Palestinians worry amid Authority woes

Gazans tighten belts, await government pay


GAZA CITY, Gaza Strip -- Ashraf Manama, a Palestinian police officer, doesn't have money to pay his phone bill, so the telephone company cut off service last week. His wife, Rana, a high school English teacher, is buying only food and basic necessities for their four children. His father, Abdullah, a school headmaster, wonders where he will find the $150 needed to pay for gas and insurance on the family sedan, or the money for a daughter's college tuition.

And things could get worse if the Manama family's primary employer, the Palestinian Authority, does not quickly solve its financial problems. Starved for money and increasingly isolated by Israel and the international community since the victory by Hamas in parliamentary elections, the Palestinian Authority is on the brink of financial collapse, struggling to meet basic commitments, from supplying electricity to paying salaries.

The authority is more than a week late in paying wages owed to its 150,000 employees.

Six of them - two police officers, a teacher, a high school headmaster, a biologist for the Ministry of Agriculture and a social worker in the Ministry of Social Affairs - are members of the Manama family.

Together, they have income of about $3,000 a month, money that keeps four generations of their family - 32 people in all - fed, clothed, educated, and comfortably in the middle class. But with Hamas in control and donors threatening to reduce aid, the Manamas are afraid that the Palestinian Authority's financial crisis will become their own.

"It's not going to be just one month like this. This is what it is going to be like for the next four years," says Abdullah Manama, 51. "What's going to happen in a month? I have no idea."

The Palestinian Authority suffered a serious blow when Israel decided last month to suspend monthly transfers of about $55 million in tax revenue, money it collects on the authority's behalf on imports and from Palestinian businesses and laborers in Israel. The Jewish state, which considers Hamas a terrorist organization, has vowed to have no contact with a Hamas-run government.

The budget shortfall has made it impossible for the authority to pay its $115 million payroll, leaving Palestinian leaders scrambling to open new credit lines, restructure loans and seek international assistance.

"It's very hard times," says Jihad Al Wazir, acting finance minister for the Palestinian Authority. "We are now at the end of the tether."

He expects to collect enough money by mid-March to pay the salaries that were due March 1, but says the problem will return next month. Even before Israel withheld the tax revenue, the Palestinian Authority faced a deficit of about $1 billion in 2006.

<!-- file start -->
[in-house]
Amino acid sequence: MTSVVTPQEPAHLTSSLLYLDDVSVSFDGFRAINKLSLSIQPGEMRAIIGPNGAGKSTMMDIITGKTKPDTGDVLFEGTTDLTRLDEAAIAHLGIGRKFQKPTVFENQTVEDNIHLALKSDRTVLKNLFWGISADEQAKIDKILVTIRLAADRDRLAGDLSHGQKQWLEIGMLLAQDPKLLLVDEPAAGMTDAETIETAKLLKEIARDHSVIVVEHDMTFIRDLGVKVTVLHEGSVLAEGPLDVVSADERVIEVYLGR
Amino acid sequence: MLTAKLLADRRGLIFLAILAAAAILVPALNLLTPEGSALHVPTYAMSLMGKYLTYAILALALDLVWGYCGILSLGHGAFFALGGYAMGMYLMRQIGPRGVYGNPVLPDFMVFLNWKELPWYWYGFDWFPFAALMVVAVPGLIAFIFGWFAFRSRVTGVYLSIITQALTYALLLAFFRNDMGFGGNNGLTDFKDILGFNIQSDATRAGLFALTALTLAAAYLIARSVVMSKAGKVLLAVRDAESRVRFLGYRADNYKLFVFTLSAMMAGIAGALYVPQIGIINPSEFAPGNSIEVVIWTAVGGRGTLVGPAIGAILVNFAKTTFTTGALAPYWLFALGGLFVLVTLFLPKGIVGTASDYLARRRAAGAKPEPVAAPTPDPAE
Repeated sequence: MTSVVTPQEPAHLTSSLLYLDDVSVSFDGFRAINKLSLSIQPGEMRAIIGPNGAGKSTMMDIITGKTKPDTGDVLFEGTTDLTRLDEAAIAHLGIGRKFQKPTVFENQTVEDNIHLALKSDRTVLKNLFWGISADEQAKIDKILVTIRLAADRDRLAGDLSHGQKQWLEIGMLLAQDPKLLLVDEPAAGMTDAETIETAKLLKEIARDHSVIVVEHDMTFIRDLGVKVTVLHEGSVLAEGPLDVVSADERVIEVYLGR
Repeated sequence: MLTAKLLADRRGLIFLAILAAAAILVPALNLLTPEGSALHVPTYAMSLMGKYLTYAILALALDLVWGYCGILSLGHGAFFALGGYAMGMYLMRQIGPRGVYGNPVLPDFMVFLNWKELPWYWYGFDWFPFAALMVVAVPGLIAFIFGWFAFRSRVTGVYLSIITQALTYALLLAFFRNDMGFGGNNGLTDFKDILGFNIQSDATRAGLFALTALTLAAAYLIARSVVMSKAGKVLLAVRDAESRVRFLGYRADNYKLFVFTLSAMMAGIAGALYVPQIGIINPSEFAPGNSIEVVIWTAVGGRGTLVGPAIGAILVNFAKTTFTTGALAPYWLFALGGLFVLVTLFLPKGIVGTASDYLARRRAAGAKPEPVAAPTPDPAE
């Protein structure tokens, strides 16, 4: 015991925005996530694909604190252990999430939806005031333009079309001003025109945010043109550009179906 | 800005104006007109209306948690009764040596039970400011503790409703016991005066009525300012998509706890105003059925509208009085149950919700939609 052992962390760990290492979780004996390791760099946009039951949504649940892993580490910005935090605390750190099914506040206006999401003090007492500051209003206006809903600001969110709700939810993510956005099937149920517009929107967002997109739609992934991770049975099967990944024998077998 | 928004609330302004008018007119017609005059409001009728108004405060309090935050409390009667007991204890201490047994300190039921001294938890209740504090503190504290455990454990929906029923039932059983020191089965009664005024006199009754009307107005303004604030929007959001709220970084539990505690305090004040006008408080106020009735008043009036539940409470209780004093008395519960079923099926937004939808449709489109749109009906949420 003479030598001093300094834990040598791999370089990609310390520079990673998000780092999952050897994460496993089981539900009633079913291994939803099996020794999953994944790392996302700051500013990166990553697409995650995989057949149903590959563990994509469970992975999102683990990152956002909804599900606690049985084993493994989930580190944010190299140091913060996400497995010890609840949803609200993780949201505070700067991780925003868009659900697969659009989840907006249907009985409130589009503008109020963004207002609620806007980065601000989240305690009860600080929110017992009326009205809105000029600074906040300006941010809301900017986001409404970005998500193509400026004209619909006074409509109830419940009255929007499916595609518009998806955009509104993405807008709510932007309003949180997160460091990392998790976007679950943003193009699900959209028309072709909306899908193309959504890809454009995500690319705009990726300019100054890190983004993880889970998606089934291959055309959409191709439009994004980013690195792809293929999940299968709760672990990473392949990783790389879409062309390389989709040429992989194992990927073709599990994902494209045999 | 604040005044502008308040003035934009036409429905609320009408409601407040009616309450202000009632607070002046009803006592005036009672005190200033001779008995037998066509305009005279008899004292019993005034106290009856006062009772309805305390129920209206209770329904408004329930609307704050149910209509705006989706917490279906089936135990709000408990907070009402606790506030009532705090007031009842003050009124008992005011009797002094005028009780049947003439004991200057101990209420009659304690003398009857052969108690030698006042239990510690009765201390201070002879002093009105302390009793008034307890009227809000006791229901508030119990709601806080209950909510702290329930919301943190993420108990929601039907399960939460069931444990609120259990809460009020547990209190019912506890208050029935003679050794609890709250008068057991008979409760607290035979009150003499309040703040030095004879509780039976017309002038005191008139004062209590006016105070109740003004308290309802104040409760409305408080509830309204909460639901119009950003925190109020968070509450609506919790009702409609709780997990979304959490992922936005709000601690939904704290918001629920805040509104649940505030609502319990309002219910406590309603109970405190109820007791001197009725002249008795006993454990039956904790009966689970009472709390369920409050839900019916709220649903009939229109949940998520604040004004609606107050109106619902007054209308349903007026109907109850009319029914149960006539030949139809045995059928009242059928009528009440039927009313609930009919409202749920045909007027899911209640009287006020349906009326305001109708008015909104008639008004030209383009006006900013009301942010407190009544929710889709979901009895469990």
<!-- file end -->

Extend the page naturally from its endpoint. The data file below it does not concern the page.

"We are playing the credit card game till all the credit cards are maxed out, which is where we've got this month," says Al Wazir.

The effects are being felt in the West Bank, but in the Gaza Strip, where there are few private industries and the Palestinian Authority is by far the largest employer, the sting from a delay of even a week or two in paying salaries is deeper.

Ali Badwan, an economic consultant in Gaza, says the Palestinian Authority accounts for more than one-third of the economy. When paychecks don't arrive, business screeches to a halt.

"When you walk down the street, you see shop owners sitting in front of their shops watching people walk by," Badwan says. "You can look at the restaurants and they are empty."

Adding to Gazans' woes, Israel has closed the main crossing for cargo for most of the past two months, citing security concerns. Gaza's farmers, unable to export their crops to Israel, have lost thousands of dollars.

Six months ago, optimism was in the air. Israel had evacuated the Jewish settlements in Gaza and withdrawn its troops. Clashes between Palestinians and Israelis were rare. The developments promised to open the door to a new era of progress. Prices soared on the Palestinian stock exchange.

But Hamas' surprising victory in parliamentary elections damaged investors' confidence, sending stocks plunging.

"People felt we were getting into a new era and they would prosper," says Badwan. "But all of a sudden it crumbled like a sand castle on a beach."

The unexpected turn has left the Manamas feeling abandoned by the world and confused about the future. "People want to be confident that life with be stable," says Abdullah, the headmaster, seated in a lounge chair in the family's living room.

Stability is what his family has been seeking for more than a half-century. His father, a farmer in what is now the Israeli city of Ashdod, fled to Gaza along with thousands of Palestinian families during the 1948 Arab-Israeli war.

The Manamas lived in a refugee camp for nearly 40 years before Abdullah saved enough money to build the ground floor of a house in 1989. In 1995, they added a second floor. In 1999, a third. In 2002, a fourth.

Abdullah brushes his hands together in a gesture of completion. "No more floors," he says proudly.

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